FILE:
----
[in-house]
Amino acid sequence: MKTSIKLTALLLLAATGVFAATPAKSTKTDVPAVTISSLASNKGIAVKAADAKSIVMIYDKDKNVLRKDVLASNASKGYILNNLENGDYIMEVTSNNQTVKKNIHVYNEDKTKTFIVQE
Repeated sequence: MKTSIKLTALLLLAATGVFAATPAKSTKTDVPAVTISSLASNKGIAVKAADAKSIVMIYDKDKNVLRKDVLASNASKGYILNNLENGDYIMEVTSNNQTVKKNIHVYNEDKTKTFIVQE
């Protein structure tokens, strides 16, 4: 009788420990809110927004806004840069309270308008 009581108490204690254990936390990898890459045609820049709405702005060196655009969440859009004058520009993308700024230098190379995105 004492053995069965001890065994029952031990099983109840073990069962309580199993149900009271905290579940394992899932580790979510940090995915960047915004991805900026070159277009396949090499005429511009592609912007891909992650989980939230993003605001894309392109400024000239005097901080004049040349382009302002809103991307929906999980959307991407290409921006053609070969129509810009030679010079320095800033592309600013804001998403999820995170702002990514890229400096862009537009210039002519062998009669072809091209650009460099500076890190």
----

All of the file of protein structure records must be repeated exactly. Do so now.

[in-house]
Amino acid sequence: MKTSIKLTALLLLAATGVFAATPAKSTKTDVPAVTISSLASNKGIAVKAADAKSIVMIYDKDKNVLRKDVLASNASKGYILNNLENGDYIMEVTSNNQTVKKNIHVYNEDKTKTFIVQE
Repeated sequence: MKTSIKLTALLLLAATGVFAATPAKSTKTDVPAVTISSLASNKGIAVKAADAKSIVMIYDKDKNVLRKDVLASNASKGYILNNLENGDYIMEVTSNNQTVKKNIHVYNEDKTKTFIVQE
């Protein structure tokens, strides 16, 4: 009788420990809110927004806004840069309270308008 009581108490204690254990936390990898890459045609820049709405702005060196655009969440859009004058520009993308700024230098190379995105 004492053995069965001890065994029952031990099983109840073990069962309580199993149900009271905290579940394992899932580790979510940090995915960047915004991805900026070159277009396949090499005429511009592609912007891909992650989980939230993003605001894309392109400024000239005097901080004049040349382009302002809103991307929906999980959307991407290409921006053609070969129509810009030679010079320095800033592309600013804001998403999820995170702002990514890229400096862009537009210039002519062998009669072809091209650009460099500076890190």